Middle East Respiratory Syndrome Coronavirus (MERS-CoV) Epidemiology

Middle East respiratory syndrome coronavirus (MERS-CoV) represents a novel human coronavirus that was initially reported from Saudi Arabia in 2012.

It was isolated from a male Saudi Arabian patient who died from respiratory failure as a result of pneumonia, with associated kidney failure.

The virus is taxonomically similar to the severe acute respiratory syndrome coronavirus (SARS-CoV) and has been associated with serious respiratory illness.

Three main elements play a role in the transmission of MERS-CoV: the virus, the host and the environment.

Accordingly, cases have occurred as sporadic infections, and limited interfamilial transmission, but also as clusters of healthcare associated infections.

The emergence of MERS-CoV caused substantial attention to the emergent respiratory pathogens and revealed the potential for worldwide spread of the disease.

Geographic Distribution of MERS-CoV

Since 2012, when the virus emerged, almost 2000 laboratory-proven human infections with MERS-CoV have been reported to the World Health Organization (WHO), appearing primarily in the countries of the Arabian peninsula.

Most of the cases have occurred in Saudi Arabia, but cases have also been seen in other regions, including Europe, Asia, North America and North Africa.

Still, it must be noted that in countries that were not the part of the Arabian peninsula, patients developed signs and symptoms of the illness after coming back from this region, or following close contact with infected individuals.

This was in spite of the fact, which became apparent very early on, that human-to-human spread of MERS-CoV was relatively ineffective.

Accordingly, a first case of MERS-CoV infection in the US was identified on May 2, 2014, in a traveler who returned from the Kingdom of Saudi Arabia. A second one was recorded just nine days later, following a similar scenario.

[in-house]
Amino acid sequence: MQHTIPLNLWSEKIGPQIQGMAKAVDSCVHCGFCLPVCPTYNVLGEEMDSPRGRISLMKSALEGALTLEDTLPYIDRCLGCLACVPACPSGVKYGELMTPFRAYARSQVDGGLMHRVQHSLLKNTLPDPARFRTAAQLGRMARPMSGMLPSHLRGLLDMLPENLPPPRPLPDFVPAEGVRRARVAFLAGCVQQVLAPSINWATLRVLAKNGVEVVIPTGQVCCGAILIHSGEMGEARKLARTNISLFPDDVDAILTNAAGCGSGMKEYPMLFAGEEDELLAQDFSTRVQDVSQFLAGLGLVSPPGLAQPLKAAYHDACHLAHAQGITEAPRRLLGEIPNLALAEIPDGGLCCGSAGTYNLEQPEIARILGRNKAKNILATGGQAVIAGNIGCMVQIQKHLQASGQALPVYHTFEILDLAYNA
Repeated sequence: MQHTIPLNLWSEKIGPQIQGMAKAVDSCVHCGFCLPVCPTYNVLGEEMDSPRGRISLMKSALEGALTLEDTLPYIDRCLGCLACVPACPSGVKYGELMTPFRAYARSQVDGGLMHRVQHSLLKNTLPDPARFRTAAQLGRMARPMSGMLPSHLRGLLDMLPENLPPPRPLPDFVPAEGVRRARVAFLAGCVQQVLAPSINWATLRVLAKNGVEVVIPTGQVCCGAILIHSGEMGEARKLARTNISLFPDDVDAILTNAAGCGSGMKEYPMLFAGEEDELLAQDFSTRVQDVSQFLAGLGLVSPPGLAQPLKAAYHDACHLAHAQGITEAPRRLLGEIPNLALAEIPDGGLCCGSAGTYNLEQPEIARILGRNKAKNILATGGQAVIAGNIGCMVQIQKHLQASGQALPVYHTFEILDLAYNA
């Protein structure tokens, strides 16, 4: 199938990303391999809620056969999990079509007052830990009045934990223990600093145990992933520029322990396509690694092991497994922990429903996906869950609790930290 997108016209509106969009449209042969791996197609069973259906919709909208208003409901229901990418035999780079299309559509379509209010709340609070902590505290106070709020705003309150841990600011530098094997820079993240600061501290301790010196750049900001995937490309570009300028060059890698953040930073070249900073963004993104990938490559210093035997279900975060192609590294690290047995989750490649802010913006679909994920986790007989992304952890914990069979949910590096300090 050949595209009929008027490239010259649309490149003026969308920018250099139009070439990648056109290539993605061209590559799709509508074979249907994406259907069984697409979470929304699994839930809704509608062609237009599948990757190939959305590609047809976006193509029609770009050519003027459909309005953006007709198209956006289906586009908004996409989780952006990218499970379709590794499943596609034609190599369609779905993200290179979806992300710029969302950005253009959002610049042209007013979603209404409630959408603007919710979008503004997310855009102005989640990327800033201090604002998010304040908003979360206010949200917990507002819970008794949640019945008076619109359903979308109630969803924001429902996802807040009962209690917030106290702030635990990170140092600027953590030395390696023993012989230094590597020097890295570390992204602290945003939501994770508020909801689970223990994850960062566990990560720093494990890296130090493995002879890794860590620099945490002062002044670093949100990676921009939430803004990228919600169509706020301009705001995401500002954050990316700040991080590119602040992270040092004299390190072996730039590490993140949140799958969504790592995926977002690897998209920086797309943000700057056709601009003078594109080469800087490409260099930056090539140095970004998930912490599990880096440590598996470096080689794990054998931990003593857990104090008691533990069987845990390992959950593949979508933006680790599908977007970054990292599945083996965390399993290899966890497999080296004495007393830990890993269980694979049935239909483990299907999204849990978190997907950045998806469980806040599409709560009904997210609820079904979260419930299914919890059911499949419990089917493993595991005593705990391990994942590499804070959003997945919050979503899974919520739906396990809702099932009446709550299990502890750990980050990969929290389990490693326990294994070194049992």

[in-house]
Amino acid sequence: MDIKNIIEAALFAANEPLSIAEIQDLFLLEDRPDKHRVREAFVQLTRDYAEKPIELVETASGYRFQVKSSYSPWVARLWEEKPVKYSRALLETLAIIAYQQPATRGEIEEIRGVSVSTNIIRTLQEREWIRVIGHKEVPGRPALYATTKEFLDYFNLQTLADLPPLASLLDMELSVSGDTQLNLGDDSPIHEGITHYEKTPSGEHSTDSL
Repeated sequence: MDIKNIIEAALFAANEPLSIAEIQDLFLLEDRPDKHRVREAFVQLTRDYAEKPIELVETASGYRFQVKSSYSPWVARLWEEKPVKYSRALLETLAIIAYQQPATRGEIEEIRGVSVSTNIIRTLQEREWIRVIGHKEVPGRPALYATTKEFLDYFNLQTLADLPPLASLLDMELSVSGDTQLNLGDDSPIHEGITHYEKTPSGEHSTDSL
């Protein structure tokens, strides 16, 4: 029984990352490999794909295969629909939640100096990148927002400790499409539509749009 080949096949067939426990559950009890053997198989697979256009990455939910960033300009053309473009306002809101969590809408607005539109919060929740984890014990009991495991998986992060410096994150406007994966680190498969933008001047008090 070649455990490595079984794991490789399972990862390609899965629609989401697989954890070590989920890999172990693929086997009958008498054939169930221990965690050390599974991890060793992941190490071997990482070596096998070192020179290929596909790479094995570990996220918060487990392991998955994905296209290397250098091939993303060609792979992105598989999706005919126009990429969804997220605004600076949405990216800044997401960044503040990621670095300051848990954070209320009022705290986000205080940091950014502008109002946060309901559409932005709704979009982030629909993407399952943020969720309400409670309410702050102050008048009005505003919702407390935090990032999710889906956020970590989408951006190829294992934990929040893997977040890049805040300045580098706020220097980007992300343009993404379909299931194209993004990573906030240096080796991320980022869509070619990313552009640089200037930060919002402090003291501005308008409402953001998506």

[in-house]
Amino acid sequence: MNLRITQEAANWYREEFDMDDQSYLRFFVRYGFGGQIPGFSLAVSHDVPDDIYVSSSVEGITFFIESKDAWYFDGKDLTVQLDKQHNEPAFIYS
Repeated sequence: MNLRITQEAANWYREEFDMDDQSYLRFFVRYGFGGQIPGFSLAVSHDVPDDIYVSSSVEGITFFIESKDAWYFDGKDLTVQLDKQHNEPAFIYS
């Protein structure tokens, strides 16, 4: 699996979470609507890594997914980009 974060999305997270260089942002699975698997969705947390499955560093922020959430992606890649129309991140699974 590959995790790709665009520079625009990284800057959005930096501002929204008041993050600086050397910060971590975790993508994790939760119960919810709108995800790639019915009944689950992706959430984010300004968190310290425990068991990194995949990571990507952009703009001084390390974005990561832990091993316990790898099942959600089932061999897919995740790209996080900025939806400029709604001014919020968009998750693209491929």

The largest outbreak outside the Arabian Peninsula was noted in the Republic of Korea, which was initiated by the index patient upon returning from a trip to multiple countries in the Middle East (Bahrain, Saudi Arabia, Qatar and UAE).

The outbreak in the Republic of Korea involved 72 health care facilities (with six of them showing nosocomial transmission), and 36 deaths were reported.

Reservoir of MERS-CoV and Modes of Transmission

MERS-CoV is an example of a zoonotic virus transmitted from animals to humans. Although the origins of the virus are still not fully elucidated, the analysis of the virus genome showed that it may have originated as a bat virus, and was subsequently transmitted to dromedary camels at some point in the distant past.

Correspondingly, published research indicates that the natural reservoirs of MERS-CoV are camels. Many affected individuals (particularly primary cases) have been in close contact with camels and sometimes also drank camel milk or ate camel meat.

During August 2013 there was a report in the Lancet (Infectious Diseases) on the finding of specific antibodies against MERS-CoV in 100% of Oman and 14% of Spanish camels.

In addition, various other research studies suggest that individuals who are in regular contact with camels show higher seropositivity rates than individuals without any contact with camels.

However, it must be noted that most of the primary cases do not give a history of any contact with animals.

On the other hand, the virus does not seem to be easily transmitted from person to person in the natural setting, unless there is a close contact (for example, administering unprotected care to an infected individual).

Clusters of cases in healthcare institutions have been described where human-to-human transmission is a more realistic scenario, most notably when prevention and control practices are deficient. No preserved community transmission has been recorded thus far.

Reviewed by Liji Thomas, MD

Further Reading

Last Updated: Feb 28, 2017

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